A recent study from “Investing in the Future | The State of Generosity Series” highlighted a concern among pastors regarding the financial support from younger Christians towards their local churches. The study conducted by Barna in collaboration with Gloo and Kingdom Advisors, gathered data that involved surveying 2,016 U.S. adults and an additional survey of 516 U.S. Protestant senior pastors.
While millennials and Gen Z individuals are known for their active involvement in volunteering, about 51% of pastors expressed significant worry about their limited financial contributions to the church. An additional 43% admitted to having some level of concern in this regard.
The study, conducted by Barna in collaboration with Gloo and Kingdom Advisors, gathered data from a survey of 2,016 U.S. adults and a separate survey of 516 U.S. Protestant senior pastors.
Researchers noted that financial support plays “a driving force” for a church to operate, and due to the financial status they face, the churches’ concern increases as the future of the Church heavily relies on the coming generation’s generosity, which relatively, contribute less participation for their church in various facets than the current major generation. Building on a shared belief that churches bear the responsibility of guiding the next generation towards greater generosity could be a proactive response.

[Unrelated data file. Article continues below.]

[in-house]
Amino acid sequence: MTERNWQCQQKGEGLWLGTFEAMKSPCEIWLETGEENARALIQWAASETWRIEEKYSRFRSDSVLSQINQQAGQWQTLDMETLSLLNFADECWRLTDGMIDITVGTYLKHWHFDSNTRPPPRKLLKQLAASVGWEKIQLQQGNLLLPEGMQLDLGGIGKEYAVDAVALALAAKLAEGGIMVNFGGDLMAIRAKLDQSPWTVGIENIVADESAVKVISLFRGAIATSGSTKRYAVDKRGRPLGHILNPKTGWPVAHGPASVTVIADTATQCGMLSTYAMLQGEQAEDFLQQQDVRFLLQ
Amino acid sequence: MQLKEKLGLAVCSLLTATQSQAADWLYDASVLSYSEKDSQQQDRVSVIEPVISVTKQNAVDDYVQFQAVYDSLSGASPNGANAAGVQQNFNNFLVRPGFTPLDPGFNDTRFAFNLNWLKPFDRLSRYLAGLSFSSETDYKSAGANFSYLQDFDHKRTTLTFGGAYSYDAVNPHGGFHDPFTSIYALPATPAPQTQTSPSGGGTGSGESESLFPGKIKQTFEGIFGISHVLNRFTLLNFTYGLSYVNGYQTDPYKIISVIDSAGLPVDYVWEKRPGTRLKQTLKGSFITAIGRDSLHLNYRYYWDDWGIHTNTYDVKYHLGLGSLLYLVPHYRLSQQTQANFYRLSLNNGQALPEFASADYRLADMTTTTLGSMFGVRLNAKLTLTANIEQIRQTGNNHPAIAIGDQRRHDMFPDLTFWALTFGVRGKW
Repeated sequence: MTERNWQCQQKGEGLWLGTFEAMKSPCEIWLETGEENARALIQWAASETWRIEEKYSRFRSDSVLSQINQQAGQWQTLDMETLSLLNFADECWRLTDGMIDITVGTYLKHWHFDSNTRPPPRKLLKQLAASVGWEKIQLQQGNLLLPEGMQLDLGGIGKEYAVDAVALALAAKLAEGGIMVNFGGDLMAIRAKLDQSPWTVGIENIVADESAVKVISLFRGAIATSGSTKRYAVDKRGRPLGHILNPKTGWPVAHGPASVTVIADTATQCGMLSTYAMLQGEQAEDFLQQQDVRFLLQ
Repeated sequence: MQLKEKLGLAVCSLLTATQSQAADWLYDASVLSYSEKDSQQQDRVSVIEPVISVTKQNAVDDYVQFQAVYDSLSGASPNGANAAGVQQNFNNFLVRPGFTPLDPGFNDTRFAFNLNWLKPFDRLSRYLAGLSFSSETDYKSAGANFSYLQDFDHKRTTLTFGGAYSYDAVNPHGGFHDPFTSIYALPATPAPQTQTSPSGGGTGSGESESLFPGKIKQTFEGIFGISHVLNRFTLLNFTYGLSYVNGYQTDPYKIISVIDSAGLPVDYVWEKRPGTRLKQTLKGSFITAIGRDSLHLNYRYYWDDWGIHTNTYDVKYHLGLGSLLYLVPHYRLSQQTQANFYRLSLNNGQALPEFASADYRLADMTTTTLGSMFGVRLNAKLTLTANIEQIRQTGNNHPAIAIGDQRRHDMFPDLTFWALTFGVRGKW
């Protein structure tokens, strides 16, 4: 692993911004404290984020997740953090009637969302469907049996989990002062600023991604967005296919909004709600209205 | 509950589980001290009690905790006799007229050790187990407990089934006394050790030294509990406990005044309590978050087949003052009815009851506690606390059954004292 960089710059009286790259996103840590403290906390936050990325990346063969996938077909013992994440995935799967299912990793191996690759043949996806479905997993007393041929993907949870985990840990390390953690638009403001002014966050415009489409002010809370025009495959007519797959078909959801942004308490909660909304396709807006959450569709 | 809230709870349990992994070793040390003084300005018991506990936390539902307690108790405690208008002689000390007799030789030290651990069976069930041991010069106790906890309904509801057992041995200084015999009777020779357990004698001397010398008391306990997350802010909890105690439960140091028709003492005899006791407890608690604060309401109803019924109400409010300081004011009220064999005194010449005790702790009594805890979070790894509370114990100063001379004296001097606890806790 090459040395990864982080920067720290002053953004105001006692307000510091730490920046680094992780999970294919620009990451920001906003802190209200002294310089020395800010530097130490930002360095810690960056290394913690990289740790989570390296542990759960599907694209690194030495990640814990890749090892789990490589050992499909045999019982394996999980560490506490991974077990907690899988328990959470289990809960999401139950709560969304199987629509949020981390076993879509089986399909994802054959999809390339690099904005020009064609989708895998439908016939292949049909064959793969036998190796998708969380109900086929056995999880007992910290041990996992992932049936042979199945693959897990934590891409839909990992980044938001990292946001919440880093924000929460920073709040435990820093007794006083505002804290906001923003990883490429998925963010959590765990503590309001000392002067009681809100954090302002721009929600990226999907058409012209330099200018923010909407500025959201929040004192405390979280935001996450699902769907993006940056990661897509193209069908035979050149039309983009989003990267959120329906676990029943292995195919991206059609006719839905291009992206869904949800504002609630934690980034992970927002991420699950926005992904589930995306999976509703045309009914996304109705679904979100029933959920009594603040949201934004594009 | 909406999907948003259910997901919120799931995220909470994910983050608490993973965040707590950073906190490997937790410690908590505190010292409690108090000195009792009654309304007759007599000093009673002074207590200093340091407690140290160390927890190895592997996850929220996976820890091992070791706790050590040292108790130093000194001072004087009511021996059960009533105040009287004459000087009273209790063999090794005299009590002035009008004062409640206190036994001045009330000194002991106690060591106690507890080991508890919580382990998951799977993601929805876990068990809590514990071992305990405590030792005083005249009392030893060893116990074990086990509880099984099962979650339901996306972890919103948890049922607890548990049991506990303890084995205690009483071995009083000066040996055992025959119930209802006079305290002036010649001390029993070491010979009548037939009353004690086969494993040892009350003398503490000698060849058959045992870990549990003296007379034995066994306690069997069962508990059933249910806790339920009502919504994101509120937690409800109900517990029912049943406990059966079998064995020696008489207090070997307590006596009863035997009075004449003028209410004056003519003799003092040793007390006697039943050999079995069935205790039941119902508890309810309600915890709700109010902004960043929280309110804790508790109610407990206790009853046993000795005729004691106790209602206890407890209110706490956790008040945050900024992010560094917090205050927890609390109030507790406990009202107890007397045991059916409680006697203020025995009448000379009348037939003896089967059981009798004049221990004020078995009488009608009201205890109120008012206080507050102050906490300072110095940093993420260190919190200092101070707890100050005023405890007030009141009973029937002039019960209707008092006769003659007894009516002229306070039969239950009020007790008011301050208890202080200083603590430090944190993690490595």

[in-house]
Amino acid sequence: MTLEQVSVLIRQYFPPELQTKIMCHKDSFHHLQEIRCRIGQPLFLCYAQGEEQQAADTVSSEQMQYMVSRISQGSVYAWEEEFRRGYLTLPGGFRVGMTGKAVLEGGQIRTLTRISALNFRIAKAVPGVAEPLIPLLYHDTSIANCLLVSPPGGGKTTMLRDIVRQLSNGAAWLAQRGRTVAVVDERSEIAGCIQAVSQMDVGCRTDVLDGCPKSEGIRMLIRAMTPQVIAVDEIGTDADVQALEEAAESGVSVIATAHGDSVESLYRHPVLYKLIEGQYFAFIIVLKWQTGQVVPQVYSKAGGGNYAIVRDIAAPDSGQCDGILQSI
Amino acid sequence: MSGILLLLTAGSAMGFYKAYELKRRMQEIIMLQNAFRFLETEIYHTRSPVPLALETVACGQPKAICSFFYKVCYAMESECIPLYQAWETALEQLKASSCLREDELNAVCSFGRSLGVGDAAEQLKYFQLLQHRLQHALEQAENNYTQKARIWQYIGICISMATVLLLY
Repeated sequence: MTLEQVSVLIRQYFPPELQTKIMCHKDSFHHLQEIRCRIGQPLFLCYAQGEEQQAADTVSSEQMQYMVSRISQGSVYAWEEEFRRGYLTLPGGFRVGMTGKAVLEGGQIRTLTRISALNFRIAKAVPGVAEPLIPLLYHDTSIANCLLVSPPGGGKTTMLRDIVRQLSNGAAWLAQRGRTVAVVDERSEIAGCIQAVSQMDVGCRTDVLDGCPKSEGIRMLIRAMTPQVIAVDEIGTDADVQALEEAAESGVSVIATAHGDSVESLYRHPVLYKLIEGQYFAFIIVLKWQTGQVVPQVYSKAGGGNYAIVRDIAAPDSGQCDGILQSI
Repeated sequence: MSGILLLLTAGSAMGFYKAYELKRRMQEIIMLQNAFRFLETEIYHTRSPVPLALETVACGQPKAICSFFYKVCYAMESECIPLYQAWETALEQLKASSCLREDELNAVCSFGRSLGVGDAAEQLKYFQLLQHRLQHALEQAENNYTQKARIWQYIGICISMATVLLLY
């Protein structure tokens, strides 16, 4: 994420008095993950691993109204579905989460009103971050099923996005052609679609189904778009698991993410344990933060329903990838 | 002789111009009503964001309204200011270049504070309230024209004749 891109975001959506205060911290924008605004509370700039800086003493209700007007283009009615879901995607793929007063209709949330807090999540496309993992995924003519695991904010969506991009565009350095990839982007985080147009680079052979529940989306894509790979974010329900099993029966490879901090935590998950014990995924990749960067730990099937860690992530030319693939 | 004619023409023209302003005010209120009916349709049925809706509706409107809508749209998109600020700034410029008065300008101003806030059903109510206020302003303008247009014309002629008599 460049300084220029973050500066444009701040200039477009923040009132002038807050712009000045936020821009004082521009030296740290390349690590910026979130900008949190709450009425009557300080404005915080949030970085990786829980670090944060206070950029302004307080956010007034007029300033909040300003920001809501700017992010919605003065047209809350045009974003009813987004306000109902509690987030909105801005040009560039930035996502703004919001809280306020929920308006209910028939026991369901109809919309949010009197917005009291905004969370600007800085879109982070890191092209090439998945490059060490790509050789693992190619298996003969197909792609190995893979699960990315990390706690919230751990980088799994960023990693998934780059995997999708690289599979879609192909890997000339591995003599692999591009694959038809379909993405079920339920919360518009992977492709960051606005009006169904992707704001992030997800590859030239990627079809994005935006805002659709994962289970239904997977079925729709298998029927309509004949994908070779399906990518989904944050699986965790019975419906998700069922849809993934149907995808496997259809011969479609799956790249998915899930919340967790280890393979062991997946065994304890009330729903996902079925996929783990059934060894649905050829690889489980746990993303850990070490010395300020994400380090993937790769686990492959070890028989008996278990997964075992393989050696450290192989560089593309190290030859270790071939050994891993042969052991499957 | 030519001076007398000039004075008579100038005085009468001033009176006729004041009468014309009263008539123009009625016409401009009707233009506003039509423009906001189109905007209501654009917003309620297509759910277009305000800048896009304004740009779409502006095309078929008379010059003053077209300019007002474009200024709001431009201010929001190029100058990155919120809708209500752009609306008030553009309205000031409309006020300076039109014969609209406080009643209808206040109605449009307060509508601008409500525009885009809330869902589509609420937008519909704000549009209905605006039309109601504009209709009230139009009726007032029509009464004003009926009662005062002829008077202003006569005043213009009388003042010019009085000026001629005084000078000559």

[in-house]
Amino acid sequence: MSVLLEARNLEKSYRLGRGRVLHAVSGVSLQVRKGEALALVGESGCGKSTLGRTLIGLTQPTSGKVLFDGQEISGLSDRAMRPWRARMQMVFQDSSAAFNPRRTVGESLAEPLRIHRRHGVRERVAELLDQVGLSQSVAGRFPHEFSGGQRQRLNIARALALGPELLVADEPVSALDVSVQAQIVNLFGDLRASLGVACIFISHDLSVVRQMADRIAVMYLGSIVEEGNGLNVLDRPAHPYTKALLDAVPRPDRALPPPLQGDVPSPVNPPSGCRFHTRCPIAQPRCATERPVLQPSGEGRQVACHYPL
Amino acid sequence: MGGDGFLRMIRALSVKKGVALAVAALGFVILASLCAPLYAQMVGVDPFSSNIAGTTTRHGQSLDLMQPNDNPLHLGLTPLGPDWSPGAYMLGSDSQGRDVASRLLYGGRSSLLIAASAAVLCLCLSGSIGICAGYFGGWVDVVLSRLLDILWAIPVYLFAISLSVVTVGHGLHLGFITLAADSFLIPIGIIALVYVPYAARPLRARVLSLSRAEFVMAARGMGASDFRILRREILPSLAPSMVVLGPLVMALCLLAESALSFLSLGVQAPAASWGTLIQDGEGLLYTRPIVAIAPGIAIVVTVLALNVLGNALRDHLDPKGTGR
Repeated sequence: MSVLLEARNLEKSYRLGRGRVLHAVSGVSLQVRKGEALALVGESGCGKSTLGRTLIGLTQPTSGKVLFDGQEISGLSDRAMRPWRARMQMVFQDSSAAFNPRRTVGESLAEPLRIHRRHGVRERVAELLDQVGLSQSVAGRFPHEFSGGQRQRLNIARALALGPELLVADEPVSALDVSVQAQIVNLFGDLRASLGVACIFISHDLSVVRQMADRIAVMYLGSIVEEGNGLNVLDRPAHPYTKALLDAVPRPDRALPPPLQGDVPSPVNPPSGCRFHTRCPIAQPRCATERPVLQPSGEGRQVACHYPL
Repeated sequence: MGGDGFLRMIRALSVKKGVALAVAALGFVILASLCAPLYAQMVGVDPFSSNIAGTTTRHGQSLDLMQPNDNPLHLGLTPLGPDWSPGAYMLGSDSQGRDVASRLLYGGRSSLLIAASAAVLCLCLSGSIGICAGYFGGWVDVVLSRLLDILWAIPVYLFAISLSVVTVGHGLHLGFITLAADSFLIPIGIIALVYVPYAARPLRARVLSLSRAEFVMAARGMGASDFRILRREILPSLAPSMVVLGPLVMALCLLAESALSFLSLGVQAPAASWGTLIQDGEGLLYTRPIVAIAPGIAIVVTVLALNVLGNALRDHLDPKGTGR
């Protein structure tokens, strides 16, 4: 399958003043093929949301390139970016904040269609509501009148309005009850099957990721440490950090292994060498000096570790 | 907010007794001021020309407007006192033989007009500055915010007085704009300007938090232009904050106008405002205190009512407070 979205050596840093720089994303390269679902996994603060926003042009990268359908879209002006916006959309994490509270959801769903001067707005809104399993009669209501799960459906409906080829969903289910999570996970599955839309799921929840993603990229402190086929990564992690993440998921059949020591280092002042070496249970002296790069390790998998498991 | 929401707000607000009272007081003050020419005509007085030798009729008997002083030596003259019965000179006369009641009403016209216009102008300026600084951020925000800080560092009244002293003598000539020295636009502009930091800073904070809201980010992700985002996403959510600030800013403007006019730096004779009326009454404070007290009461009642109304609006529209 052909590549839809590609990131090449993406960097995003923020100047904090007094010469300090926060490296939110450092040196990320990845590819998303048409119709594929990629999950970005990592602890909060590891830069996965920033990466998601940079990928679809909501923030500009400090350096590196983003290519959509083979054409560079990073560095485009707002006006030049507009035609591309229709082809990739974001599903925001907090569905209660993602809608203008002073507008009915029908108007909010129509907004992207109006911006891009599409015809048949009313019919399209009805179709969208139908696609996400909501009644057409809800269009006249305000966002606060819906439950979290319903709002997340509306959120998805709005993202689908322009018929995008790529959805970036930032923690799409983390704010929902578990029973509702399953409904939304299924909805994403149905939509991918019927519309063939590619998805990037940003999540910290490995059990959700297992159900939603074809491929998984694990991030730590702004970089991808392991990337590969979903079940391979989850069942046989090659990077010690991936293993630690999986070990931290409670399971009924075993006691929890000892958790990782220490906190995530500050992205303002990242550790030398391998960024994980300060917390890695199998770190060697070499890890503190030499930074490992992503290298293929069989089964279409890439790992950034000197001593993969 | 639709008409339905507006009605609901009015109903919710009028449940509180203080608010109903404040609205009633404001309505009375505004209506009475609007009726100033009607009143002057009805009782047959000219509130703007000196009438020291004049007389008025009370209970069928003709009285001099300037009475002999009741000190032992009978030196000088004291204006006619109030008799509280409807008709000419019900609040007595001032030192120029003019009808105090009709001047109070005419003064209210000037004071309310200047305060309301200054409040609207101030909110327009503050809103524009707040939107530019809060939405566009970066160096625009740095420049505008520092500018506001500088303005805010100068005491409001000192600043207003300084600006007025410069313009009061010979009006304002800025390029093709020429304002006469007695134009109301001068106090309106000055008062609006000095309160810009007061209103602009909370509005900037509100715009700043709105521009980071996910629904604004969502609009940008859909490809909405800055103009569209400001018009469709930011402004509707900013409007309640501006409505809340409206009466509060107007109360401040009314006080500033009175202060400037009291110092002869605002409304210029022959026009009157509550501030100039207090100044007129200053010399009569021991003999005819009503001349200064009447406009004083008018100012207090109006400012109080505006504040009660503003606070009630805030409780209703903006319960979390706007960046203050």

In contrast to the survey about the financial contributions of younger adults, 57% reported “not concerned” about older generations' support.
The majority of pastors (56%) characterized their younger congregants as somewhat effective in generosity. Meanwhile, one-third of pastors (34%) noted that older congregants in their churches demonstrated an "extremely" high level of generosity. Only 5% of pastors expressed the same sentiment about their younger congregants.
Another study, titled "The Generation Gap: Evangelical Giving Preferences," found out that the younger generation of the protestant church has a more “global mindset” than the older donors in terms of donations. They show a broader range of causes they are inclined to support financially, as opposed to focusing predominantly on local or domestic work.
This shift in giving preferences may present both significant opportunities for international organizations and potential long-term challenges for local or domestic charities.
“While there are many differences among younger Evangelical donors, what stands out even more is how different younger donors are from older donors.”
“Younger donors have a much more international focus,” Mark Dreistadt highlighted the dynamics of the younger Evangelical generation. They tend to prioritize international causes, seeking dynamics with “a mix of perspectives rather than a strong common voice.”
Grey Matter Research President Ron Sellers urged the awakening of the church leaders to realize that “they can’t effectively reach the 35-year-old donor with the same strategy they used to reach their 65-year-old donors.” Considering and following the current flow of trends, churches need to diversify their programs and messaging to effectively engage younger generation donors.